Although there are many religious folk with good intentions – some selflessly helping others, religions and religious organizations are, as a whole, just big old clubs – each trying to out do each other and inspiring hate and division (often disguised as love) along the way. The problem is that people too easily buy into religion and don't realize how unfounded it all is. And when they buy into it, they buy into a lot of really old, really weird tenets that are nothing but harmful for the human species.

    Take Christianity, for instance. Just look at all the things that Christians argue about amongst themselves today – abortion, men's and women's roles in the church, celibacy, contraception, acceptance of gays, etc. Most of these issues have their roots in the conflicted, unfounded tenets of early Christianity. Non-Mormons harp on Joseph Smith these days. But we really don't have any more proof at all to believe that Paul, the self-proclaimed "apostle" was anything more than an ordinary man who needed to make up religious "sales literature" to survive and spread his own personal beliefs. And yet a good chunk of the NT is attributed to Paul and accepted by many Christians. And a lot of what he wrote about has to do with many of the issues I mentioned above that have Christians fighting amongst themselves hundreds of years later. It's way too unfounded to argue over.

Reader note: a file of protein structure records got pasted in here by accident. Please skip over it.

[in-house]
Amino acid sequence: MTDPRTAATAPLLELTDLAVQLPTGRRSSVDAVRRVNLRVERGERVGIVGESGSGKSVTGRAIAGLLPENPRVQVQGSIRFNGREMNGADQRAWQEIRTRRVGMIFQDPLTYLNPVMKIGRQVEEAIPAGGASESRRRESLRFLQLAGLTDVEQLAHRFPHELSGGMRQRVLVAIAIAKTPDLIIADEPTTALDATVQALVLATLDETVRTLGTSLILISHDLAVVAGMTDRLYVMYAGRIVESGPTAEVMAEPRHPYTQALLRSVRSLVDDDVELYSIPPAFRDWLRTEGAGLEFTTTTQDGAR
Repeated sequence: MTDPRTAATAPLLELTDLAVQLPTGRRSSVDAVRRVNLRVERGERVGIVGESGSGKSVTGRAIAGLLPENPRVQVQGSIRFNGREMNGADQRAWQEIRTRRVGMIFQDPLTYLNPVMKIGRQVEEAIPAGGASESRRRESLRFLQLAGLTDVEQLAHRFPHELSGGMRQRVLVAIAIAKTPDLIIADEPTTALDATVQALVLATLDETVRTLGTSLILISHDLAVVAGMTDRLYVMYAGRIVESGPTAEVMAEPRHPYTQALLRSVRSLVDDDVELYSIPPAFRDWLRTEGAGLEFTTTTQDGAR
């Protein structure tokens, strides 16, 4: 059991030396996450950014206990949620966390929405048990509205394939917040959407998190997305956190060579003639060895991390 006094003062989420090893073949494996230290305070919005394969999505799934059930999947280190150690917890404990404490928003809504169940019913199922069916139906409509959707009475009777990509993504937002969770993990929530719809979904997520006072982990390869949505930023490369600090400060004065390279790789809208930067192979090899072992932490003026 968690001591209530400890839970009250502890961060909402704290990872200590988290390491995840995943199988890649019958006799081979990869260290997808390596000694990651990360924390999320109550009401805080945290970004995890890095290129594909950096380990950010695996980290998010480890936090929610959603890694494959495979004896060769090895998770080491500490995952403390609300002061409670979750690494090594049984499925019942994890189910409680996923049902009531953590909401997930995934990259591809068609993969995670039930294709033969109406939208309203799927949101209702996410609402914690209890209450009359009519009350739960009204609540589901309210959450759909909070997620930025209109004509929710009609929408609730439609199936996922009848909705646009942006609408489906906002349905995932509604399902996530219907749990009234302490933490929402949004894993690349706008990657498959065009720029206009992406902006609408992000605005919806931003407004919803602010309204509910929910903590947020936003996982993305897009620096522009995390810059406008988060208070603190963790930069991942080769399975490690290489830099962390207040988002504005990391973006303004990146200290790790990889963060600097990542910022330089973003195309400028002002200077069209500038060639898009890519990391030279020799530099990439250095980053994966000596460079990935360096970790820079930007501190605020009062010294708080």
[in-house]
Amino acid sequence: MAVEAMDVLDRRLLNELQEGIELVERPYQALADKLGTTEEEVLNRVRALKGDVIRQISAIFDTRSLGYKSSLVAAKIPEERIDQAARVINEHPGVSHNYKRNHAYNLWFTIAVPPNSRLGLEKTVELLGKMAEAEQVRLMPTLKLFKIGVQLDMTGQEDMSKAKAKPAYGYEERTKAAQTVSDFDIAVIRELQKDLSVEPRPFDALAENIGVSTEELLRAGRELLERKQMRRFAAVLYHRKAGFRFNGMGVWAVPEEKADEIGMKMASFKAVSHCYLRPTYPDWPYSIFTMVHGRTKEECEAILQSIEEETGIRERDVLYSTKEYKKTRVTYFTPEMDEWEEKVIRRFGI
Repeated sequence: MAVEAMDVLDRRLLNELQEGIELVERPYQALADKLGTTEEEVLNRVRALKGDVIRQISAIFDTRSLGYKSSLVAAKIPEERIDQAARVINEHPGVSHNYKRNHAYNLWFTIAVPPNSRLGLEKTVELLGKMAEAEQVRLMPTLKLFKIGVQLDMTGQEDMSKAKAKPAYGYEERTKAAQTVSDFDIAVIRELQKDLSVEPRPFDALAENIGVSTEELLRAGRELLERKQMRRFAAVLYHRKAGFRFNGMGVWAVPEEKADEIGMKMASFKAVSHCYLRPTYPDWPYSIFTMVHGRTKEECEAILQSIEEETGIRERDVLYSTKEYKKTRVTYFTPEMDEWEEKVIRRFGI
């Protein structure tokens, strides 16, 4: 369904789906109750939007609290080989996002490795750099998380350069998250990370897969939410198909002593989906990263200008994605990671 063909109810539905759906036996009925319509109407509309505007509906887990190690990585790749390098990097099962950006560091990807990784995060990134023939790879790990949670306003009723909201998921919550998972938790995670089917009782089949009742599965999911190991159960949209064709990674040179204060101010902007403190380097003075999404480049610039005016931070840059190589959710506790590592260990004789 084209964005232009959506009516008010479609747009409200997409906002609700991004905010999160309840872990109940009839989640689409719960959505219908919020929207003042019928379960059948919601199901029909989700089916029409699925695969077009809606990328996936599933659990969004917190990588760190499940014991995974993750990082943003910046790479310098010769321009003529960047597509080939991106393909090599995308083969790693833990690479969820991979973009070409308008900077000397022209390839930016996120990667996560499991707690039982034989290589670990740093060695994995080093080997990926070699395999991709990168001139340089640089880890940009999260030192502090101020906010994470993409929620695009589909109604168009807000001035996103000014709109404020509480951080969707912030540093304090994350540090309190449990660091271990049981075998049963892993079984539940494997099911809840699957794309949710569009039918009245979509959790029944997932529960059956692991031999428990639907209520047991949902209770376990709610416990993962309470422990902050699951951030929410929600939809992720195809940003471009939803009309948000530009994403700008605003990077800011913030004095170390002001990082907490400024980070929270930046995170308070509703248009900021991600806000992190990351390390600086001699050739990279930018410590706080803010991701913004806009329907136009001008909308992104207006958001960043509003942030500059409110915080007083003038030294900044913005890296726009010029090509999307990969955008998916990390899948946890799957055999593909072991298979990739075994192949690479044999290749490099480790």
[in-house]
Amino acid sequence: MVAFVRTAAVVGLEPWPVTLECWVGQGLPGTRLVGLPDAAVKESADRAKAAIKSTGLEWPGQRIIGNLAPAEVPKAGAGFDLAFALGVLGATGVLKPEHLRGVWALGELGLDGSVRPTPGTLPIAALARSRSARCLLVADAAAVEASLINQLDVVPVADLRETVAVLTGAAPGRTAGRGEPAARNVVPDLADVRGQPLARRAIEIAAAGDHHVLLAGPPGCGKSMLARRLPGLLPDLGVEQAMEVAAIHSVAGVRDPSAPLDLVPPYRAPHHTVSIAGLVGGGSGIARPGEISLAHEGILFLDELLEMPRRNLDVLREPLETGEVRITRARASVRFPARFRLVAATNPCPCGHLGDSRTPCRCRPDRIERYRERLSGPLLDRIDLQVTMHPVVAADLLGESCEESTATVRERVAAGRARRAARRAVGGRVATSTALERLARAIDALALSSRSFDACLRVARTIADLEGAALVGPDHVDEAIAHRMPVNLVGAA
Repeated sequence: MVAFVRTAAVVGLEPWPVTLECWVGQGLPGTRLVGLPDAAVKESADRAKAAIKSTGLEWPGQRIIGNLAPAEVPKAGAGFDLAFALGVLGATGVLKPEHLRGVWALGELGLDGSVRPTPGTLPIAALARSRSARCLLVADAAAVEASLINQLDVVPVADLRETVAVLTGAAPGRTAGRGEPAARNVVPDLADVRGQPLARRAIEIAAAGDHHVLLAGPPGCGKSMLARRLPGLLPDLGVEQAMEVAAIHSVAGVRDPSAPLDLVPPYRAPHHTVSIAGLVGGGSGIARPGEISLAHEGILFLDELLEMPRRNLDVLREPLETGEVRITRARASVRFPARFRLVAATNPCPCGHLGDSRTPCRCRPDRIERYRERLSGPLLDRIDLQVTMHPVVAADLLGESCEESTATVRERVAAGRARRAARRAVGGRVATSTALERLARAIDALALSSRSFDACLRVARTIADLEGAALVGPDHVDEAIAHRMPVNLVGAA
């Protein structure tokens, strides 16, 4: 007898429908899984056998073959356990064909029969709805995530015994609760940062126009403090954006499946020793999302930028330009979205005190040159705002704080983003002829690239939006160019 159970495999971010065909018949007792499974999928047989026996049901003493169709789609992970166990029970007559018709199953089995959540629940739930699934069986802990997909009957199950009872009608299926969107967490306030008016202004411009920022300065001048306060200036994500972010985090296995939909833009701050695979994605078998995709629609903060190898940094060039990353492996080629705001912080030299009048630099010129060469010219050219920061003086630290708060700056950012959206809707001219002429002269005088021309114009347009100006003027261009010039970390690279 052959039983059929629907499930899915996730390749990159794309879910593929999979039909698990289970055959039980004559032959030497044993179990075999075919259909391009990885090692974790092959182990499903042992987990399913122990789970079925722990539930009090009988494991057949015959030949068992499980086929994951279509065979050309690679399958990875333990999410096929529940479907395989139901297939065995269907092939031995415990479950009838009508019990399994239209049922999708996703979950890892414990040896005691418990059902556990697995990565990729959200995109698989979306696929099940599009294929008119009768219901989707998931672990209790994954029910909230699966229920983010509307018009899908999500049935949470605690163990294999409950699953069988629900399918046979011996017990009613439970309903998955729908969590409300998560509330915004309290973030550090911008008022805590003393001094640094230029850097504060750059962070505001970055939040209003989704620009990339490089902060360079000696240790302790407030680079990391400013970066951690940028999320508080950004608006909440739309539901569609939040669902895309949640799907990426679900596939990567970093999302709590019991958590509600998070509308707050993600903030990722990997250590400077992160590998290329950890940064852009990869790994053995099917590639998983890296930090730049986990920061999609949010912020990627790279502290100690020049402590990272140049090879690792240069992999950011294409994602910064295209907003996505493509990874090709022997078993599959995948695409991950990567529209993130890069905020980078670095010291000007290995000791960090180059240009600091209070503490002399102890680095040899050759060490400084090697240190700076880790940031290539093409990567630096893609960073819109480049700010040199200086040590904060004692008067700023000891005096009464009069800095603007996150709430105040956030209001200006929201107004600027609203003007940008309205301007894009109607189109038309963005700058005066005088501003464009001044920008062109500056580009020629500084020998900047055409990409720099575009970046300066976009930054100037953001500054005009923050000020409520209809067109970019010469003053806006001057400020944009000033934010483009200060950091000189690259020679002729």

Get a good cup of tea, and sit down and collect your thoughts. If you find it helpful to pray to a god (something you know nothing about), fine. But it is really healthier for the mind to leave behind all the characters that people over the centuries have invented or given powers to, for which there is little or no foundation. Because with those invented characters and powers – that's where division and hate join the little party in your mind. That's where, in your mind, you are inheriting the division and hate from ordinary politicians, lobbyists and salesmen from long ago. My goodness.

    mama kindless

    September 20, 2012 at 9:57 pm |
  3. tuvia


    September 5, 2012 at 11:11 pm |
    • tuvia





      Rabbi Chaim Richman answers President Obama's Cairo speech


      September 5, 2012 at 11:12 pm |
    • Truth of the Matter